"A family that does not speak is a family that dies."
Abdul Yakubu, board chair of the Afro-Canadian Positive Network of BC, shared this African proverb at the opening of an event for African, Caribbean, and Black Canadian HIV/AIDS Awareness Day at Surrey City Hall on Feb. 7, 2017.
The SHAWNA peer research associates were in attendance, along with Dr. Andrea Krüsi. She and Patience Nyoni, founder and executive director of the Afro-Canadian Positive Network of BC, co-presented on the impact of stigma in the lives of women living with HIV.
Dr. Krüsi explained that the Gender and Sexual Health Initiative’s SHAWNA project is looking at what stigma means in everyday life. All kinds of stigma intersect with HIV stigma, intensifying discrimination and making access to care more difficult. Black women living with HIV have described the racism and stigma they face in the health care system.
As part of the SHAWNA project and in partnership with the Afro-Canadian Positive Network of BC, a small group of Black women living with HIV have also used art to depict experiences and thoughts about stigma and HIV non-disclosure laws.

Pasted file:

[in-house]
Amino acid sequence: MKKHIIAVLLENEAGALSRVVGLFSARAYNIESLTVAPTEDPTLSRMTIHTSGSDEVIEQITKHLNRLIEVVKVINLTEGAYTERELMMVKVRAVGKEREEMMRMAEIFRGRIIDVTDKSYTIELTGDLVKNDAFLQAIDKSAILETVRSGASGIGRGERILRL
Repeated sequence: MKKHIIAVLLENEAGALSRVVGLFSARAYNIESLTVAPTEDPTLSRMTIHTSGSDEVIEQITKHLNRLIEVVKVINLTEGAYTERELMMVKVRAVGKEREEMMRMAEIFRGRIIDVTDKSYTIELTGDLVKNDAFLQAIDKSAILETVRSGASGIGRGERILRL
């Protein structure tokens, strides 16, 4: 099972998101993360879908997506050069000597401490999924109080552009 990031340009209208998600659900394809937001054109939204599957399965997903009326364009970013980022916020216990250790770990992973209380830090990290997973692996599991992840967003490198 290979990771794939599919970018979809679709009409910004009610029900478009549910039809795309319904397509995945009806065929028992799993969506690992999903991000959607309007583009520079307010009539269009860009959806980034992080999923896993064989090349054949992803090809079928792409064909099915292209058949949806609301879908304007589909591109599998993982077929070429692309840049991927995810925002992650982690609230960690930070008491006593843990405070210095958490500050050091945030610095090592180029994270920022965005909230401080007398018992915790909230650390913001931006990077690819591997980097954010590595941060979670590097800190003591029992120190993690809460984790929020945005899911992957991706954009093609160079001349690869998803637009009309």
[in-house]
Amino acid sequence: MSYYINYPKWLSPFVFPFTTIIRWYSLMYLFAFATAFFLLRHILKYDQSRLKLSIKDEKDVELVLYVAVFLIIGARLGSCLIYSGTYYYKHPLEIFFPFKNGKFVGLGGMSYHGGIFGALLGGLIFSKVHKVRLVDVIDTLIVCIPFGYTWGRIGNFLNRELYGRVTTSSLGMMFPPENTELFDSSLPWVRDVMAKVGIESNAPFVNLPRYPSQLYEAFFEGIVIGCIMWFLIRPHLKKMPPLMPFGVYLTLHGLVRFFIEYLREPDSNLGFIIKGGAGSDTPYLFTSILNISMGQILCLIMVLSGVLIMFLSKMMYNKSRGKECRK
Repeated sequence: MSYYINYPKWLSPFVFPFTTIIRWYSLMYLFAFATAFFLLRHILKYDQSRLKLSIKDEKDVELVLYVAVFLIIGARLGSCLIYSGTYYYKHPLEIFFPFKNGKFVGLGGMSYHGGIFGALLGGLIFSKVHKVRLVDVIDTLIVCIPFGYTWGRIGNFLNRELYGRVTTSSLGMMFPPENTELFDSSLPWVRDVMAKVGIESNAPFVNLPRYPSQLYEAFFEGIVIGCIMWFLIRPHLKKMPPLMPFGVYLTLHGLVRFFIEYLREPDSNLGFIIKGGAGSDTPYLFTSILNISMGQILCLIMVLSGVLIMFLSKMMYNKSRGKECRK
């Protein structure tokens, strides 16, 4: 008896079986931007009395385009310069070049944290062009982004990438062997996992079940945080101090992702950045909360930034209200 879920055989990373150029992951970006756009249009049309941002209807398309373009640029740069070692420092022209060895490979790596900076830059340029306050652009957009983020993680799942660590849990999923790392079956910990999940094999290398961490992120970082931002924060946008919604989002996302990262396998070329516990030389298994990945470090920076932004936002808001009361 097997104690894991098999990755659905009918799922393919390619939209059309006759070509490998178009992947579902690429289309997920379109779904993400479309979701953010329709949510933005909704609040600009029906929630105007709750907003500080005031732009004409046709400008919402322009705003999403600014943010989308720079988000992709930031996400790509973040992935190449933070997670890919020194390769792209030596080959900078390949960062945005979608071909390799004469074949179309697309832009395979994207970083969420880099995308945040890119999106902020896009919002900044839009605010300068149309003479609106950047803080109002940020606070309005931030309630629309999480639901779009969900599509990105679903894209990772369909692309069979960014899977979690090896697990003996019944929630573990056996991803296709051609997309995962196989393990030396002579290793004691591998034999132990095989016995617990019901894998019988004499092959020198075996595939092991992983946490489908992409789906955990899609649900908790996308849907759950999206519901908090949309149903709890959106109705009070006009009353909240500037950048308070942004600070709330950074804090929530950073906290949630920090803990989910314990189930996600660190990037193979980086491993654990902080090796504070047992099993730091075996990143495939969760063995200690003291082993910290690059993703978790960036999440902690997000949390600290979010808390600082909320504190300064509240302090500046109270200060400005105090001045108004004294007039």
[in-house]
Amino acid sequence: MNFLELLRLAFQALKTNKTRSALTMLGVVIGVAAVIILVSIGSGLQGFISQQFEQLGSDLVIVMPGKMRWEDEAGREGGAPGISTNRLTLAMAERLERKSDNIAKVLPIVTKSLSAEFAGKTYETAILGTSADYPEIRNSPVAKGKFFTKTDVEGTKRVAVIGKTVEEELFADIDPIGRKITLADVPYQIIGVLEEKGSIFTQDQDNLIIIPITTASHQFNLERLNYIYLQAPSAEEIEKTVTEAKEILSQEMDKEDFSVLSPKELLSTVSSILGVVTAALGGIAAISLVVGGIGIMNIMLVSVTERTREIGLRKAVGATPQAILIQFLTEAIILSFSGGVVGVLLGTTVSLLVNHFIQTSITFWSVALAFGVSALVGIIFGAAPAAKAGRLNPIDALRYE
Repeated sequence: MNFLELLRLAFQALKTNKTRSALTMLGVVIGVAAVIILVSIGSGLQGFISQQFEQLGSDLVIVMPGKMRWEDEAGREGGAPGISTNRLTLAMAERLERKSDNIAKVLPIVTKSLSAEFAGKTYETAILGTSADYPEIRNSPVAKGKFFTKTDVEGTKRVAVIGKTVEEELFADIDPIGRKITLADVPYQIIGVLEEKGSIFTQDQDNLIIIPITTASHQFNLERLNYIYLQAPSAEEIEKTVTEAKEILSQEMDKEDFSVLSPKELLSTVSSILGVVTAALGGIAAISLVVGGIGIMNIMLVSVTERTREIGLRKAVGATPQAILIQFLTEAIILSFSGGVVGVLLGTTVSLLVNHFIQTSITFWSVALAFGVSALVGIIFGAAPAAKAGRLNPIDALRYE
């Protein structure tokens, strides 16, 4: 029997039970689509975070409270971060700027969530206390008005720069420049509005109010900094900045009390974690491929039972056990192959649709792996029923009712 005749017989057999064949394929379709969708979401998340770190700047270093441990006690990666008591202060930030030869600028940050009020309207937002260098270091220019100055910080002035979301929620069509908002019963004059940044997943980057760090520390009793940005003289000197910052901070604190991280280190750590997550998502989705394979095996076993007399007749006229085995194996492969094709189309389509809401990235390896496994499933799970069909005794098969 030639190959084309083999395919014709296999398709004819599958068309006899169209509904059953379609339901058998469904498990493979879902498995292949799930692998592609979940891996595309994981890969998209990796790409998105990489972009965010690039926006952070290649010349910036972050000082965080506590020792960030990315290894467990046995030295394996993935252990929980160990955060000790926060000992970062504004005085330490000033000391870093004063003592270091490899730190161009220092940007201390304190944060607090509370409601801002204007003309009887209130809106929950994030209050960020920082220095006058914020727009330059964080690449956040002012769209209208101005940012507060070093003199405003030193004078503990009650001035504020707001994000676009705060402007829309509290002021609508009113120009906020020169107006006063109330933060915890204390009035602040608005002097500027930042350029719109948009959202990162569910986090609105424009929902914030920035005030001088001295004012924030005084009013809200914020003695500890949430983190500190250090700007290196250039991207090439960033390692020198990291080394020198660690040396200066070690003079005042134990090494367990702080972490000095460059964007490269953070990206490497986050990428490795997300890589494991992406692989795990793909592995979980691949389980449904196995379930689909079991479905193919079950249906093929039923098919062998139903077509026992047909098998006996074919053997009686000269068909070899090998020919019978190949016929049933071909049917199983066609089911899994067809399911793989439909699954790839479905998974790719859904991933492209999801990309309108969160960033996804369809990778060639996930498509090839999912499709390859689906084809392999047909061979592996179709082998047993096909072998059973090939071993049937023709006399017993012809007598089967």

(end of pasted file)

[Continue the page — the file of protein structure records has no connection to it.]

Nyoni noted that HIV non-disclosure criminalization is tied to racism and impacts access to care for Black communities.
"There's a lot that needs to be done in my community about stigma," she added, explaining that a desire to avoid shaming can lead some people to neglect needed medical care.
To close her talk, Nyoni shared a piece she authored for the Huffington Post on the detrimental effects of stigma. “By sharing my story, I hope to end the stigma and bring hope to the hopeless,” she wrote.